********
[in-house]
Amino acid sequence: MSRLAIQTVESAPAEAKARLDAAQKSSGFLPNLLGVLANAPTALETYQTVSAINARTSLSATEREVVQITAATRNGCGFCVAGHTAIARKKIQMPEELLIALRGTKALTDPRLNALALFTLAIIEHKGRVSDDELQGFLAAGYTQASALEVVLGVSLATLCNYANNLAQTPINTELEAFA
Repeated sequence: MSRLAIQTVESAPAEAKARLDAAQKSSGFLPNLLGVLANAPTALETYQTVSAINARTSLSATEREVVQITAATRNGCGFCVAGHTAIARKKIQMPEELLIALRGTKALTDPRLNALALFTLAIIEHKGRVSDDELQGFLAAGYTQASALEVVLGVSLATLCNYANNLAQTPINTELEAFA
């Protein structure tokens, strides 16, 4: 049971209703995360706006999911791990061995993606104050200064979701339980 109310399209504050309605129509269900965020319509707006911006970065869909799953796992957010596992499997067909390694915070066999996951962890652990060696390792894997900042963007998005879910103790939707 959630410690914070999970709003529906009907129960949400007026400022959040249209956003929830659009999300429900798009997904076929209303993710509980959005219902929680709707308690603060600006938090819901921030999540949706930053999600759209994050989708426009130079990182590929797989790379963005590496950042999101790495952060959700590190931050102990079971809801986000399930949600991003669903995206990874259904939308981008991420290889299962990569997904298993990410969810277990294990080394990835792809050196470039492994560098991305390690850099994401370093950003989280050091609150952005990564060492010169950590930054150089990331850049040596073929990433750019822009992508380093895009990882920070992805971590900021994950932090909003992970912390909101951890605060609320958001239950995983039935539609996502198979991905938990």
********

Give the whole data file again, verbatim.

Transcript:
[in-house]
Amino acid sequence: MSRLAIQTVESAPAEAKARLDAAQKSSGFLPNLLGVLANAPTALETYQTVSAINARTSLSATEREVVQITAATRNGCGFCVAGHTAIARKKIQMPEELLIALRGTKALTDPRLNALALFTLAIIEHKGRVSDDELQGFLAAGYTQASALEVVLGVSLATLCNYANNLAQTPINTELEAFA
Repeated sequence: MSRLAIQTVESAPAEAKARLDAAQKSSGFLPNLLGVLANAPTALETYQTVSAINARTSLSATEREVVQITAATRNGCGFCVAGHTAIARKKIQMPEELLIALRGTKALTDPRLNALALFTLAIIEHKGRVSDDELQGFLAAGYTQASALEVVLGVSLATLCNYANNLAQTPINTELEAFA
């Protein structure tokens, strides 16, 4: 049971209703995360706006999911791990061995993606104050200064979701339980 109310399209504050309605129509269900965020319509707006911006970065869909799953796992957010596992499997067909390694915070066999996951962890652990060696390792894997900042963007998005879910103790939707 959630410690914070999970709003529906009907129960949400007026400022959040249209956003929830659009999300429900798009997904076929209303993710509980959005219902929680709707308690603060600006938090819901921030999540949706930053999600759209994050989708426009130079990182590929797989790379963005590496950042999101790495952060959700590190931050102990079971809801986000399930949600991003669903995206990874259904939308981008991420290889299962990569997904298993990410969810277990294990080394990835792809050196470039492994560098991305390690850099994401370093950003989280050091609150952005990564060492010169950590930054150089990331850049040596073929990433750019822009992508380093895009990882920070992805971590900021994950932090909003992970912390909101951890605060609320958001239950995983039935539609996502198979991905938990």